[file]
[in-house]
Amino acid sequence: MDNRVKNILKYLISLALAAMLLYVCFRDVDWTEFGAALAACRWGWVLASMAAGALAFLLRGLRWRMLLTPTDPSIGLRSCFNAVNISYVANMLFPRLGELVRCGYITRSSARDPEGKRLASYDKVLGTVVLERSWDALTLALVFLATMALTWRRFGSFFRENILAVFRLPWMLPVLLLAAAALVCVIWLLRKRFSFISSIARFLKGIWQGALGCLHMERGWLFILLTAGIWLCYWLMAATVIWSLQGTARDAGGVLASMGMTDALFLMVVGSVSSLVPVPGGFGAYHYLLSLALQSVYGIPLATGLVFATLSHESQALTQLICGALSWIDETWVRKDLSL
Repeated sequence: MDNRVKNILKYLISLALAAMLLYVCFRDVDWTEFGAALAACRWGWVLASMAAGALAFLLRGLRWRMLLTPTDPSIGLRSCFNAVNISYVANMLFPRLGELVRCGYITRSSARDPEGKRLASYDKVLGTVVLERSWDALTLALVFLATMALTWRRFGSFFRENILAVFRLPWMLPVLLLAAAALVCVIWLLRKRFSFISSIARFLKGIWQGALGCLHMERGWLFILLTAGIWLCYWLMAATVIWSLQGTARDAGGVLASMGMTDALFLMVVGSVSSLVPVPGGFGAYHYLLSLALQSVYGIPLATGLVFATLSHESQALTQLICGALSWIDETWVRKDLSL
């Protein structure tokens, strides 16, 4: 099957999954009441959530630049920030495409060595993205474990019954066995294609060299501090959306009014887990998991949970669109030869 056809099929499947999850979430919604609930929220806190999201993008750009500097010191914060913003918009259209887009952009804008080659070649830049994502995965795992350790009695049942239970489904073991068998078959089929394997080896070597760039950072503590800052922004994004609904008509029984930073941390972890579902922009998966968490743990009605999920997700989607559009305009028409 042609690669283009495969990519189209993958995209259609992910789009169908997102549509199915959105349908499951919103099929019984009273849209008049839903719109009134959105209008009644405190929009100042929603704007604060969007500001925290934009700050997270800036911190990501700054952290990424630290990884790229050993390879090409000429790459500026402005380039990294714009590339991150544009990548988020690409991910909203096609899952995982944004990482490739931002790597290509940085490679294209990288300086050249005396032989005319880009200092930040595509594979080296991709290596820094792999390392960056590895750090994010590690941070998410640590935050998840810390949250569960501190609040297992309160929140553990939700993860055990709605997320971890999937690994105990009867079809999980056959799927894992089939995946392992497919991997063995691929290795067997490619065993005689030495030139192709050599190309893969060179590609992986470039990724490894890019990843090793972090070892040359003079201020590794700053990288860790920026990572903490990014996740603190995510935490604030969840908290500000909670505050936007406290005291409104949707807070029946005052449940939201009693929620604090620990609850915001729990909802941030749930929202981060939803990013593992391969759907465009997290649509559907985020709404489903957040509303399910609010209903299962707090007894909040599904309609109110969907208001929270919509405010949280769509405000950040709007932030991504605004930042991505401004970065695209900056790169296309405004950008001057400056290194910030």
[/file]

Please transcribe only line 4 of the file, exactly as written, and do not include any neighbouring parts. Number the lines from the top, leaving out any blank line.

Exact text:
């Protein structure tokens, strides 16, 4: 099957999954009441959530630049920030495409060595993205474990019954066995294609060299501090959306009014887990998991949970669109030869 056809099929499947999850979430919604609930929220806190999201993008750009500097010191914060913003918009259209887009952009804008080659070649830049994502995965795992350790009695049942239970489904073991068998078959089929394997080896070597760039950072503590800052922004994004609904008509029984930073941390972890579902922009998966968490743990009605999920997700989607559009305009028409 042609690669283009495969990519189209993958995209259609992910789009169908997102549509199915959105349908499951919103099929019984009273849209008049839903719109009134959105209008009644405190929009100042929603704007604060969007500001925290934009700050997270800036911190990501700054952290990424630290990884790229050993390879090409000429790459500026402005380039990294714009590339991150544009990548988020690409991910909203096609899952995982944004990482490739931002790597290509940085490679294209990288300086050249005396032989005319880009200092930040595509594979080296991709290596820094792999390392960056590895750090994010590690941070998410640590935050998840810390949250569960501190609040297992309160929140553990939700993860055990709605997320971890999937690994105990009867079809999980056959799927894992089939995946392992497919991997063995691929290795067997490619065993005689030495030139192709050599190309893969060179590609992986470039990724490894890019990843090793972090070892040359003079201020590794700053990288860790920026990572903490990014996740603190995510935490604030969840908290500000909670505050936007406290005291409104949707807070029946005052449940939201009693929620604090620990609850915001729990909802941030749930929202981060939803990013593992391969759907465009997290649509559907985020709404489903957040509303399910609010209903299962707090007894909040599904309609109110969907208001929270919509405010949280769509405000950040709007932030991504605004930042991505401004970065695209900056790169296309405004950008001057400056290194910030």